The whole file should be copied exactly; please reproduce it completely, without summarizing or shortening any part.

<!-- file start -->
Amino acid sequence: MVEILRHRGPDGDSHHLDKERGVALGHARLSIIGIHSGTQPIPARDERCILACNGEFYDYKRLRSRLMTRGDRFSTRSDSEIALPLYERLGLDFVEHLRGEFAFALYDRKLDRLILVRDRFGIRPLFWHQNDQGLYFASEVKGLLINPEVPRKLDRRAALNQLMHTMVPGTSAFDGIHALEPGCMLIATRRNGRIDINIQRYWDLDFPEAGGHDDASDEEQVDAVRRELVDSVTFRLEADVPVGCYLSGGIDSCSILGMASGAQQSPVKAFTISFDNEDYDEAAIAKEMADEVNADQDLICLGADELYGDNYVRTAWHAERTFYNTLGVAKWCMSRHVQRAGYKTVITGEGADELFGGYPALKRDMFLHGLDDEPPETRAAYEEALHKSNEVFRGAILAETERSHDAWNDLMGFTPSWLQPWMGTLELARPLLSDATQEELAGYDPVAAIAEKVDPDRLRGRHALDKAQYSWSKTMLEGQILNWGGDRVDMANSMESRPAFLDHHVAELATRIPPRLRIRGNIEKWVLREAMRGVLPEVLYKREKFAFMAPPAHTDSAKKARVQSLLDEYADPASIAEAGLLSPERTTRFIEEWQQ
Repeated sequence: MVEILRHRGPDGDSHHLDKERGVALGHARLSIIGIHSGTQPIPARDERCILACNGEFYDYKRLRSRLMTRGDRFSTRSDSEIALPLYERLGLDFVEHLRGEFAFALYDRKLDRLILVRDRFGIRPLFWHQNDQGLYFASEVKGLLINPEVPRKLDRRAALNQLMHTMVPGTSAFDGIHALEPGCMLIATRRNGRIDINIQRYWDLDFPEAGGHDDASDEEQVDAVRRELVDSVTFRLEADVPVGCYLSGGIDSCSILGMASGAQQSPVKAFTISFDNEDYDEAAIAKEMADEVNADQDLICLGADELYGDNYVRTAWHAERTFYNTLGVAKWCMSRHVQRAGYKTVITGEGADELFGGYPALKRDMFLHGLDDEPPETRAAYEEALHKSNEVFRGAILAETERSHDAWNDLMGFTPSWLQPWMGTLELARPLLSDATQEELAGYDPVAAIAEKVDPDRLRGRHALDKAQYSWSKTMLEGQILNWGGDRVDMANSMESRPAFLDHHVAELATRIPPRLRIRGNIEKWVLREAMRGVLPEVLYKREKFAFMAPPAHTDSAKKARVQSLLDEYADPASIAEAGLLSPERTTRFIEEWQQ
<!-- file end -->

Amino acid sequence: MVEILRHRGPDGDSHHLDKERGVALGHARLSIIGIHSGTQPIPARDERCILACNGEFYDYKRLRSRLMTRGDRFSTRSDSEIALPLYERLGLDFVEHLRGEFAFALYDRKLDRLILVRDRFGIRPLFWHQNDQGLYFASEVKGLLINPEVPRKLDRRAALNQLMHTMVPGTSAFDGIHALEPGCMLIATRRNGRIDINIQRYWDLDFPEAGGHDDASDEEQVDAVRRELVDSVTFRLEADVPVGCYLSGGIDSCSILGMASGAQQSPVKAFTISFDNEDYDEAAIAKEMADEVNADQDLICLGADELYGDNYVRTAWHAERTFYNTLGVAKWCMSRHVQRAGYKTVITGEGADELFGGYPALKRDMFLHGLDDEPPETRAAYEEALHKSNEVFRGAILAETERSHDAWNDLMGFTPSWLQPWMGTLELARPLLSDATQEELAGYDPVAAIAEKVDPDRLRGRHALDKAQYSWSKTMLEGQILNWGGDRVDMANSMESRPAFLDHHVAELATRIPPRLRIRGNIEKWVLREAMRGVLPEVLYKREKFAFMAPPAHTDSAKKARVQSLLDEYADPASIAEAGLLSPERTTRFIEEWQQ
Repeated sequence: MVEILRHRGPDGDSHHLDKERGVALGHARLSIIGIHSGTQPIPARDERCILACNGEFYDYKRLRSRLMTRGDRFSTRSDSEIALPLYERLGLDFVEHLRGEFAFALYDRKLDRLILVRDRFGIRPLFWHQNDQGLYFASEVKGLLINPEVPRKLDRRAALNQLMHTMVPGTSAFDGIHALEPGCMLIATRRNGRIDINIQRYWDLDFPEAGGHDDASDEEQVDAVRRELVDSVTFRLEADVPVGCYLSGGIDSCSILGMASGAQQSPVKAFTISFDNEDYDEAAIAKEMADEVNADQDLICLGADELYGDNYVRTAWHAERTFYNTLGVAKWCMSRHVQRAGYKTVITGEGADELFGGYPALKRDMFLHGLDDEPPETRAAYEEALHKSNEVFRGAILAETERSHDAWNDLMGFTPSWLQPWMGTLELARPLLSDATQEELAGYDPVAAIAEKVDPDRLRGRHALDKAQYSWSKTMLEGQILNWGGDRVDMANSMESRPAFLDHHVAELATRIPPRLRIRGNIEKWVLREAMRGVLPEVLYKREKFAFMAPPAHTDSAKKARVQSLLDEYADPASIAEAGLLSPERTTRFIEEWQQ